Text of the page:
Tuesday, February 5, 2013
Leader Of The Pack
Fuel injection, constant refinements: why the CT line remains number one
The CTLS airframe seems blissfully wedded to the 912iS engine. Start-up is quick (40 degrees ambient air) and feels smoother to me than a conventionally carbureted Rotax. Warm-up at the recommended 2000 rpm takes just a couple of minutes.
But this new CT model offers much more than the engine upgrade. My host invites me to do the takeoff from the wide asphalt of Woodstock's single, ancient 2,200-foot runway (64CT).
I pour the coal to the engine, we rotate at around 50 knots and level for the best angle of climbing speed, (Vx). Both Vx and best rate-of-climb speed are clearly marked on the vertical speed ribbon on the SkyView—that's very cool!) In seconds, the CT leaps for the blue with that customary 1,000 fpm-plus macho, and I'm smiling.
But the first thing I look forward to on a demo is to roll the airplane smartly to 45 degrees, then reverse, then Dutch roll. It tells me a lot about the airplane's overall handling personality.
I have my desire, initiating turns the same way I do with the J3 Cub: using a heavy foot along with brisk roll inputs. The CTLSi, a rudder-liking ship, responds with an authoritative "right-now" smooth and solid wing drop, the nose tracks crisply into the turn, and around we go.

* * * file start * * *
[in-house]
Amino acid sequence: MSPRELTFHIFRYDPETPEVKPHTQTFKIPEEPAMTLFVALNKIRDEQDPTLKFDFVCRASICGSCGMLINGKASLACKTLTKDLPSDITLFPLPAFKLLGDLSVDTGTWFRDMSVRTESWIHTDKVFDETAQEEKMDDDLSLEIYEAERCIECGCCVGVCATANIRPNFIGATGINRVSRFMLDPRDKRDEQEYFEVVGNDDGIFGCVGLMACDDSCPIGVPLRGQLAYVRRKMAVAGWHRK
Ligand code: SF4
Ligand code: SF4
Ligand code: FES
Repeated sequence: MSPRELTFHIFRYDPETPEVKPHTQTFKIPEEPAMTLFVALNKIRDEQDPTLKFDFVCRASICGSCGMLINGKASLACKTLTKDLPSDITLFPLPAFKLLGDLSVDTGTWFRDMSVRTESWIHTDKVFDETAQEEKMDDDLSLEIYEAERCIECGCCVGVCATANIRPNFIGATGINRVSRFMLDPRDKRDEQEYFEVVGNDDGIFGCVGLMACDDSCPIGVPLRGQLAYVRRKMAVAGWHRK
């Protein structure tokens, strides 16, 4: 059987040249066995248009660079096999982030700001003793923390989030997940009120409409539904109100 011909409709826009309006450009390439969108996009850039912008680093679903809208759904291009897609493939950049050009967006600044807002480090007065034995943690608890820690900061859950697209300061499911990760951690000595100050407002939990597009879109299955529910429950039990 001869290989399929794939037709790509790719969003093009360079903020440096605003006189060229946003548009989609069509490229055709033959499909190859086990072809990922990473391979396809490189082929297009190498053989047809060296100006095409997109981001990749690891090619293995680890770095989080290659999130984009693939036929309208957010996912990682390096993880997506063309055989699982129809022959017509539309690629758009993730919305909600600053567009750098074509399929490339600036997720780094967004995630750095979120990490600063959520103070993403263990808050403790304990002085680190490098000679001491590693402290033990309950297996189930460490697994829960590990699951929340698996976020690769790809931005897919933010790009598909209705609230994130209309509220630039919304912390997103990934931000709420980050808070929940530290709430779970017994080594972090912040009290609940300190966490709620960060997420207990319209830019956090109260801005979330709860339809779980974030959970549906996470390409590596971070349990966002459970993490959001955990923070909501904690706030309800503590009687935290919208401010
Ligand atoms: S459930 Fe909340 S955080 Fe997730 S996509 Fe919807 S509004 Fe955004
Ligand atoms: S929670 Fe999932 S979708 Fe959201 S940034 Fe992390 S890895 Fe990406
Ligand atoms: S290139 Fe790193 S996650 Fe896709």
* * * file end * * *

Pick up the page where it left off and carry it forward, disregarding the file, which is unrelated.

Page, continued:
Visibility is excellent. The overhead top-knot window is well placed and big enough to provide a good look ahead for traffic. That's a great comfort bonus in any high-wing airplane.
At speed, the airplane cruises well over 100 knots without any strain. Engine vibrations seem less than I remember with the non-injected Rotax. Meanwhile, the vibrant SkyView displays keep us so well informed, it can be a challenge keeping our heads out of the cockpit.
A much-welcomed addition to the CTLSi: the electric pitch rocker switch. Placed right on the center console where the old-style mechanical trim wheel used to be, it's simply perfect. Light, effortless taps up or down, and you're trimmed up. I love it.
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